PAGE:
People remember words (in any language) first of all by their stress pattern, and with a dialect with the punchy stress of Sussex it is easy to get words confused. This is particularly prevalent with a new word. The Victorian doctors introduced Sussex people to bronchitis, but in Sussex this became brown-kitis.
Sussex Words and Grammer
Sussex vocabulary was set down in A Dictionary of the Sussex Dialect by Rev W D Parish of Selmeston, first published in 1875, working under the guidance of the English Dialect Society. Parish aimed to present words which were used within the county of Sussex and which were not accepted as Standard English words. He was aware that many of the words he was recording were found in only a part of Sussex. Additionally the majority of words he records are not unique to Sussex but are found also in neighbouring dialects, particularly those of East Kent, Surrey & West Kent, and Hampshire.
Many Sussex animals have a dialect form. Among birds is brownbird (thrush, probably parallel with blackbird), cutty (wren) and yaffle (green woodpecker). Insects include ammot (ant), mousearnickle (dragonfly) and dumbledore (bumble bee), while sneg is snail. There are many local names for wild flowers, though it is sometimes difficult to identify precisely which plant is referenced by a word. Some seem secure: old man’s beard (wild clematis), old man’s nightcap (hooded bindweed), snottgogs (yew berries). Few of these forms are unique to Sussex. J K Rowling called her Hogwart’s headmaster Dumbledore conscious that this word means bumble bee, but she took the word not from Sussex but from her native Gloucestershire. Dumbledore meaning bumble bee is found from Devon to Kent and at least as far north as Gloucester. Sometimes Sussex has just a pronunciation difference of a form found in other dialects. An apple-core in Sussex is a chog which may be regarded as a specific Sussex variant of chug, found in many Southern dialects.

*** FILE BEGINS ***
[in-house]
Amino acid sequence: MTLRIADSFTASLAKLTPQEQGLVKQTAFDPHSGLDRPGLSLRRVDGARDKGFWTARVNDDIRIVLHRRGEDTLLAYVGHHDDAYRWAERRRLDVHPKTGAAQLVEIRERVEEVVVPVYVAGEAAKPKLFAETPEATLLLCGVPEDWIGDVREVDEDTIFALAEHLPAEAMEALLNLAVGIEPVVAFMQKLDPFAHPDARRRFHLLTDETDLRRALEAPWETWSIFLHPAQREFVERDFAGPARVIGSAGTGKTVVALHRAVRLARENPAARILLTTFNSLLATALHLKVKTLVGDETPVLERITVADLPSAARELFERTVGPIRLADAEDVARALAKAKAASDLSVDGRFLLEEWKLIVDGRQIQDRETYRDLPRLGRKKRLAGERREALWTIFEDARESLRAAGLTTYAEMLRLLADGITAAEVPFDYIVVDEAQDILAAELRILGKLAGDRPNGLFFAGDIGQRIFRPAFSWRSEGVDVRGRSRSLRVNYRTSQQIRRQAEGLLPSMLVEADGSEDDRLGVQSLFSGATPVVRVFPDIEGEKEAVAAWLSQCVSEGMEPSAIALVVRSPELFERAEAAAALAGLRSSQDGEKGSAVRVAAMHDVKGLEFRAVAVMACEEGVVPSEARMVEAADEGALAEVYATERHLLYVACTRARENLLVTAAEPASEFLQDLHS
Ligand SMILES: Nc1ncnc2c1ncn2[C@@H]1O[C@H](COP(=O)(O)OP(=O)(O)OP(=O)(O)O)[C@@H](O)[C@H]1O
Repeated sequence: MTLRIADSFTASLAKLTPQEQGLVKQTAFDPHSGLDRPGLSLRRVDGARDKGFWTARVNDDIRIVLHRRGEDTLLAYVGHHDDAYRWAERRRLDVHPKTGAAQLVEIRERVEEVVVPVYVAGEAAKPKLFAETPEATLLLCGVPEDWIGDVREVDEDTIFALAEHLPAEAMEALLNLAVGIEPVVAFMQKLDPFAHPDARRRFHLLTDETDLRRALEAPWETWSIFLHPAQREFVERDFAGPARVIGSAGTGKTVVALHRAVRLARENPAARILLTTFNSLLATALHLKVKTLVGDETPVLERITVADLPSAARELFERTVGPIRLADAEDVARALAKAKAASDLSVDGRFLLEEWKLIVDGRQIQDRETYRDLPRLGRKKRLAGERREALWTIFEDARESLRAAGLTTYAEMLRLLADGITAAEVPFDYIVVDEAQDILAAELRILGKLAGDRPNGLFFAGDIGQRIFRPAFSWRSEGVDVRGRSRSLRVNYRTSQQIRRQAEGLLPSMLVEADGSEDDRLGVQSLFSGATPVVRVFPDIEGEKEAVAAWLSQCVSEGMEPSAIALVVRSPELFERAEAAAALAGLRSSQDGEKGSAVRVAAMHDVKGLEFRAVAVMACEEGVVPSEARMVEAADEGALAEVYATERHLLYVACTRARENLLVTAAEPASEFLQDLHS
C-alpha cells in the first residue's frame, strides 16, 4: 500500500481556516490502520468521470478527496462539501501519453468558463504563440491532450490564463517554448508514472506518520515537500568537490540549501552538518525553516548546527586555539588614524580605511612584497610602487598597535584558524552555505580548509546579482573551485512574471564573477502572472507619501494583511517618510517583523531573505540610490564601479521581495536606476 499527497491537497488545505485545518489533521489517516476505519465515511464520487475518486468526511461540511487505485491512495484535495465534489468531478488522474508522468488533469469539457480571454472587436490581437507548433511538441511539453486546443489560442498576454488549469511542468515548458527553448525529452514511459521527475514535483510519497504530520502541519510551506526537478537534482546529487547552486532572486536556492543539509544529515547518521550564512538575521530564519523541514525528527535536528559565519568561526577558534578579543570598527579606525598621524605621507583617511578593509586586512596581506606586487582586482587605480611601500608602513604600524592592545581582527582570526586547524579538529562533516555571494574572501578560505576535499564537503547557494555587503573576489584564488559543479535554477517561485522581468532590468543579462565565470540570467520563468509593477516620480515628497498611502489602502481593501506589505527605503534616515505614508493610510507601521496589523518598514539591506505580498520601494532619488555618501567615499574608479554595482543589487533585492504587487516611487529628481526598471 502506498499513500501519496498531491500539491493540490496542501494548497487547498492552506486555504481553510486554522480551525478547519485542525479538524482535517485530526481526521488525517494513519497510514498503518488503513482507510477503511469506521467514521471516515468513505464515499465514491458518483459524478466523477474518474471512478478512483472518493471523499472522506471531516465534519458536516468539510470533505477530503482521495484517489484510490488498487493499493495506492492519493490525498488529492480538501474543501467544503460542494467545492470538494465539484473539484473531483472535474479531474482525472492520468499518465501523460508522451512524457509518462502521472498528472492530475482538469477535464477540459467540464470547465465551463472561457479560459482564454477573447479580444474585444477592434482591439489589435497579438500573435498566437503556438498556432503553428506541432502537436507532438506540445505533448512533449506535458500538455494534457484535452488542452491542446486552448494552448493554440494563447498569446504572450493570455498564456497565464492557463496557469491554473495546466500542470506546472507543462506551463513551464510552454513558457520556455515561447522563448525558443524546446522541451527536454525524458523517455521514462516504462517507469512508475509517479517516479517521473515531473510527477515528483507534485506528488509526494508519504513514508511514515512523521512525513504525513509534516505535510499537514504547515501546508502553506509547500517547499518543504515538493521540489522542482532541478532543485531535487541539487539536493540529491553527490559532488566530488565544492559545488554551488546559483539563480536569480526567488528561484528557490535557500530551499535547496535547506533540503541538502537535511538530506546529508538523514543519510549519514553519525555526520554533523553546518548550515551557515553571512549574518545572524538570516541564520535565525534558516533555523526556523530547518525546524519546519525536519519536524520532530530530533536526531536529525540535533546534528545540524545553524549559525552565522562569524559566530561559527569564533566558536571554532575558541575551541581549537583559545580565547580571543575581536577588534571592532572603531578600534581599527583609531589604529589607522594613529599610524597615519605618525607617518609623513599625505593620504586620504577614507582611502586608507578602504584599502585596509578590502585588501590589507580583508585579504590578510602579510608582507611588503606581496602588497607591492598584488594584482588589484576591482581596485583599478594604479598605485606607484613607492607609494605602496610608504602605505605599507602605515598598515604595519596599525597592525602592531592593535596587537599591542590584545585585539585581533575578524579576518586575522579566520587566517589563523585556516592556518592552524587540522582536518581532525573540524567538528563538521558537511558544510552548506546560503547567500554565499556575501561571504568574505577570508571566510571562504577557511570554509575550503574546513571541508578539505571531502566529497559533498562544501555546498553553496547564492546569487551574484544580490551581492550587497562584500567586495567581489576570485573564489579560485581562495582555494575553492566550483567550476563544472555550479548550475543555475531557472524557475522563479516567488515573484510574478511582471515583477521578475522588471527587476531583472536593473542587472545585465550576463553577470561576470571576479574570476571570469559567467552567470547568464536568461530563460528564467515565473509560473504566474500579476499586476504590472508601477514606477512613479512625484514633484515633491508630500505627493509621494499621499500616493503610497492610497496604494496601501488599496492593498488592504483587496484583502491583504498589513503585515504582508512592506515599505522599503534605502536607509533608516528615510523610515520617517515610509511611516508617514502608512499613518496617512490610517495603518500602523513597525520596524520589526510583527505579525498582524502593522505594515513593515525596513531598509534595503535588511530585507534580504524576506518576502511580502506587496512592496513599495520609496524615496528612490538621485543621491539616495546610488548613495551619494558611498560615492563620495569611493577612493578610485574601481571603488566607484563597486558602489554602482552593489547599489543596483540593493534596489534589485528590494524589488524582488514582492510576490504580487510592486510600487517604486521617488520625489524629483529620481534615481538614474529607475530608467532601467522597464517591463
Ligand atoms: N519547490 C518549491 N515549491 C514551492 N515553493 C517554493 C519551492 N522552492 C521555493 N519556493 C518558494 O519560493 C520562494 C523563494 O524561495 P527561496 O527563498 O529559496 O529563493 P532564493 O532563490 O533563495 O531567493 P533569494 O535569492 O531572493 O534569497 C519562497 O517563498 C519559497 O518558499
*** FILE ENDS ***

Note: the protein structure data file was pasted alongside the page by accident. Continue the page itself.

Sussex has distinct words for things characteristic of Sussex. The sticky yellow clay found in parts of the Sussex Weald is pug. The mud of Rye harbour which is covered by a tide-spread layer of river silt is called stoach. Lignite (low quality coal gathered from Sussex beaches and which burns with a sulphurous smell) is called strombolo (after the volcano Stromboli), a curiously high-brow allusion. Five-stones is the Sussex name for a variant of the widespread children’s playground game better known as knucklebones or five-jacks. Stoolball is a true Sussex invention first found in the fifteenth century; this “cricket in the air” was originally played by women and with a milk-maid’s stool as the wicket. Dialects rarely have established spellings, but Sussex can offer distinctive spelling variation of lane as laine, in origin probably no more than a scribal affectation (used to make the word lane cover more space on some estate maps) but now used with pride for Brighton’s North Laine. Sussex has some distinctive phrases, including bread-and-cheese friend for a lifelong, true friend.